Advice on How to Become a Champion Public Speaker–a speech by Dana Lamon

Dana LaMon, a blind African-American and retired judge, earned the title of World Champion of Public Speaking from Toastmasters International in 1992.   He has spoken to audiences from Asia to South Africa, including more than 35 states of the U.S., and our District 30 in Chicagoland was fortunate enough to be able to book him as the keynote speaker for our Toastmasters Leadership Institute (TLI) that was held on June 13th.    I was inspired by two of the speeches he gave at the TLI event, the speech at the opening of the Institute’s day-long program and the keynote speech he did at our luncheon.

The speech he gave at the opening was called Advice for Change, where he spells out the acronym ADVICE for those who are seeking to improve themselves in Toastmasters through their public speaking and leadership training program.

ADVICE on How to Become a Champion Public Speaker

How do you change from where you are now to becoming a champion public speaker?   Even if your goal is not to become the World Champion of Public Speaking, like Dana Lamon, he assured the audience that no matter what kind of champion you want to be, or what cause you want to champion, the art of public speaking can take you there.

1.   A is for Attitude

You have to make the moment meaningful, by willing to temporary forget the past, and be open to new ideas, new techniques, and new challenges.   When you are faced by a change, you have three choices, you can actively resist, you can passively adjust, or you can actively use the opportunity to grow.     If you focus on the now rather than the past, you will find it easier to let go of resistance and start to willingly change.

2.  D is for Desire

If you know what you want to do as a public speaker, you will know what adjustments you will need to make to get yourself to change towards that goal.    Find those who have done it before you and watch what they do.    However, how they do what they do is a different matter:    you will have to be authentic to your own voice and your own style in order to succeed.    So you can copy techniques, of others, but retain your own integrity in adapting them to yourself.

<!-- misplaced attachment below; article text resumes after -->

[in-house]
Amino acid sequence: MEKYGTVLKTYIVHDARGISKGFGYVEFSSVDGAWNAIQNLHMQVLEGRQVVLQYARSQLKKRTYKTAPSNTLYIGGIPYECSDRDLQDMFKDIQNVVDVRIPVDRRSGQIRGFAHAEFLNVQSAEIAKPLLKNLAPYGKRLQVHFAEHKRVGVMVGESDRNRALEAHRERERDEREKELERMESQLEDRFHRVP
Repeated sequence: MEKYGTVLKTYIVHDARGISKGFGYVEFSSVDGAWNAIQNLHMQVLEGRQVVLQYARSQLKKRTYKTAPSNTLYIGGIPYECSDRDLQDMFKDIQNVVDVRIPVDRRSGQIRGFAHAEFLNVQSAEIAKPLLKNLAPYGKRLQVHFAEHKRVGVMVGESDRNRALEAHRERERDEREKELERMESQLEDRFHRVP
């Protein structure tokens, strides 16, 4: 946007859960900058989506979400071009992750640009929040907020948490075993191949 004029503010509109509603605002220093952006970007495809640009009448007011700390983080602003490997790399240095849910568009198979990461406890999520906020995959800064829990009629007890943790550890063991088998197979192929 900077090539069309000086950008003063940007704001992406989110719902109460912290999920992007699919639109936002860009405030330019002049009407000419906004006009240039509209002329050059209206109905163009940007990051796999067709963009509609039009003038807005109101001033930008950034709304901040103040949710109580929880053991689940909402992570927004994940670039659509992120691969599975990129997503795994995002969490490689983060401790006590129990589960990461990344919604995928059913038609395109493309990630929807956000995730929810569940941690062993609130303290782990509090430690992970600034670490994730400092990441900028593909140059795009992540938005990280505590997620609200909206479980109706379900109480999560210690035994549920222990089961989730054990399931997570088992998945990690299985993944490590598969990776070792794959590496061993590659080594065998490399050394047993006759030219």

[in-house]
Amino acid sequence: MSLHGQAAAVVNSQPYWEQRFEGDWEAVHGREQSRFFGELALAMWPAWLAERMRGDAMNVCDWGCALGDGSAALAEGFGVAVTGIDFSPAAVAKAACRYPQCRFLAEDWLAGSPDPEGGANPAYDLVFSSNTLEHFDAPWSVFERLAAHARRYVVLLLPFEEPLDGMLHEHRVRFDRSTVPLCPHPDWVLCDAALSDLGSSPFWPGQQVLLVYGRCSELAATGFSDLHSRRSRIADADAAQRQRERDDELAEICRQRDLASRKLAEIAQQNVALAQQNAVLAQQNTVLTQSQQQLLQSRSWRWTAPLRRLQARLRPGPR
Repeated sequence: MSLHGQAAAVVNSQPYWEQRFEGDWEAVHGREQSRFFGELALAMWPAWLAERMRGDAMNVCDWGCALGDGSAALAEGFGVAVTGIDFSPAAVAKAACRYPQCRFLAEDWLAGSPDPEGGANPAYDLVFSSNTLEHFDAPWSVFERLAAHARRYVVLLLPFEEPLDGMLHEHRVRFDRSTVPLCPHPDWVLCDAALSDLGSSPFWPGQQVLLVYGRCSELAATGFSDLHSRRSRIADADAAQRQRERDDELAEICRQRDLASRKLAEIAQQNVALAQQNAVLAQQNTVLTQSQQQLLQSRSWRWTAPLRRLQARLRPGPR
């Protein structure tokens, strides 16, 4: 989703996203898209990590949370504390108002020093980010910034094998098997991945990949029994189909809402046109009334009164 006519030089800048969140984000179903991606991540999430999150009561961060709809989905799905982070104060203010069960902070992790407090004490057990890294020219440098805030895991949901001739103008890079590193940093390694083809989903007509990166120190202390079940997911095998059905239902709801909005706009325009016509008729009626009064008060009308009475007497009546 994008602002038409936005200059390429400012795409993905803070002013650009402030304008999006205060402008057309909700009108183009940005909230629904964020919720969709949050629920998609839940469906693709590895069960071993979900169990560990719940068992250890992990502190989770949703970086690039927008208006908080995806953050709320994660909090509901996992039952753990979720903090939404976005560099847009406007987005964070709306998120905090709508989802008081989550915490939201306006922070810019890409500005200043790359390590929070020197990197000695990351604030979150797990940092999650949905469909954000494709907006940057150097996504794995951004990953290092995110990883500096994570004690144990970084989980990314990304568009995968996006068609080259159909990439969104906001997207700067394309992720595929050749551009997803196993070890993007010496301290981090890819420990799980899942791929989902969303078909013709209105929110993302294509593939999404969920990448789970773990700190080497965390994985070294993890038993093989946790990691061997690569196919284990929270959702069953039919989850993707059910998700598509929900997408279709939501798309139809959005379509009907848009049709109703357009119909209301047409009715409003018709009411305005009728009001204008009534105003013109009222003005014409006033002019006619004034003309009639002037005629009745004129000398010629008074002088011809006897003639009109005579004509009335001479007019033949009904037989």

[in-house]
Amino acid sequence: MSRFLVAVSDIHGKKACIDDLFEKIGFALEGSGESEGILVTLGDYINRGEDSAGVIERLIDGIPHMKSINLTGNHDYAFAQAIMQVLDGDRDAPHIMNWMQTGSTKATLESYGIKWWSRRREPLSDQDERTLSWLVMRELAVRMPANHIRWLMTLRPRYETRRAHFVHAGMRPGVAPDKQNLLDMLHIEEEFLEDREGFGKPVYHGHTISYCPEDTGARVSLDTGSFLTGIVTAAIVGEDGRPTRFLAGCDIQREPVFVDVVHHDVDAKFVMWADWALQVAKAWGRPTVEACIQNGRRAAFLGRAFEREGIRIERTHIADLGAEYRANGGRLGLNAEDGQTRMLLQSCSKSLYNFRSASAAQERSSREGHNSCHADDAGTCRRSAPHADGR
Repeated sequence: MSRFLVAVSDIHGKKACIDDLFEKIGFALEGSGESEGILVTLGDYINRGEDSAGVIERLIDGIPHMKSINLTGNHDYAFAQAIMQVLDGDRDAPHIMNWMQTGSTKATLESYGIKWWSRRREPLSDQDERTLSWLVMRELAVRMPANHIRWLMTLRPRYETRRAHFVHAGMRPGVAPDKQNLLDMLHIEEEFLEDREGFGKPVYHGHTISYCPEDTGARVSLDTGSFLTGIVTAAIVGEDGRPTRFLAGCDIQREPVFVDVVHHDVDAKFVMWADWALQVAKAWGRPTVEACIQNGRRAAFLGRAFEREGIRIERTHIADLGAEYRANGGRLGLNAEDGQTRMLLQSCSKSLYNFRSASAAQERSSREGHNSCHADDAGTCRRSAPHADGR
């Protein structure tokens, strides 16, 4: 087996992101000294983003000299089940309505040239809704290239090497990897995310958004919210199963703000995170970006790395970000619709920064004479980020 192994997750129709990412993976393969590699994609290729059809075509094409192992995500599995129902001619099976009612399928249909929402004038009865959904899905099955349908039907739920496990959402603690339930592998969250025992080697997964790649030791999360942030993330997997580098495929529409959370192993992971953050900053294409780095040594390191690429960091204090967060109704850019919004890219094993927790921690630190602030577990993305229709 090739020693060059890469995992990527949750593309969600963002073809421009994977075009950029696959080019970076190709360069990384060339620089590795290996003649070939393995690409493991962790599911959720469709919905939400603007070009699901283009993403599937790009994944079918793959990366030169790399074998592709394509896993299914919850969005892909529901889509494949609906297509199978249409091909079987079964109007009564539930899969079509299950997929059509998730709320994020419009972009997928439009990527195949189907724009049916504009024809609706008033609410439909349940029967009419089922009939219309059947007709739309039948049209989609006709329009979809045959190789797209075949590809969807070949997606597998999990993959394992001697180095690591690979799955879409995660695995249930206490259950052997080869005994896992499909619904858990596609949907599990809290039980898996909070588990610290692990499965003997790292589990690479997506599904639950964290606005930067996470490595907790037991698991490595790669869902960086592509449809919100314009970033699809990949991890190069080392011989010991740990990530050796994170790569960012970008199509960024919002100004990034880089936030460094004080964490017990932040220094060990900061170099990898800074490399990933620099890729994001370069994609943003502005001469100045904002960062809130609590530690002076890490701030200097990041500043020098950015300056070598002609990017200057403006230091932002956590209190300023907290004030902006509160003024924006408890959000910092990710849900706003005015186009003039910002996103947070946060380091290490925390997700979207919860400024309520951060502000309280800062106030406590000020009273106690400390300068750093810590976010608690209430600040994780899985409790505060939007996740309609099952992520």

3.  V is for Vision

Keep a mental picture prominently in view, so that if your immediate path wavers, you will be able to hone in on where you need to get go next, like an internal GPS system.

4.  E is for … Innergy

What is Innergy?    A word Dana Lamon made up that encapsulates the power that comes from within that propels you towards the direction of change.

  • I can–rather than saying to yourself “I would like” to be a champion, actually spend some time feeling the feeling of what it would be like to be a champion public speaker.    What kind of influence would you be able to yield?    Feeling this feeling as if it already existed right now, and not sometime in the future, is a key emotional element towards identifying with success.
  • I will–if you have a so-called “failure” on your way towards your final goal, do not let it deter you, but stop and take stock of what you can learn from it, and then move on.     So many people quit because they are discouraging by having to pay their dues before they start receiving the fruits of their efforts.
  • I connect–connect with others who are on the same journey, either those who have gone on ahead of you, so you can be inspired to achieve more, or those who are behind you.    Helping others will give you additional motivational for keeping on the pathway towards success.   Network with as many people as possible and assist them, so they will remember you and be willing to assist you.

5.  C is for Control

Always stay in control when you are on stage, no matter what the circumstances are that you may encounter.    If there is a technical difficulty, you may acknowledge it, but don’t belabor the situation with additional apologies.    If you pretend to ignore it, your audience will, too!    If something happens unexpectedly, you can make the audience think that it was part of the program.   Of course, this takes preparation, but it takes mental agility–which is where the impromptu speeches of Toastmasters, aka Table Topics speeches, come into play.

6.   E is for Excellence

You need to be committed to moving forward.    If circumstances put roadblocks in your way, find another route.    If someone tells you no, keep looking for the person who will say yes.    You must have the drive for excellence!

In fact, he said this drive for excellence was so important, he had an acronym for that as well, which he shared with us during the keynote noon-time address.   That will be the subject of the next post!


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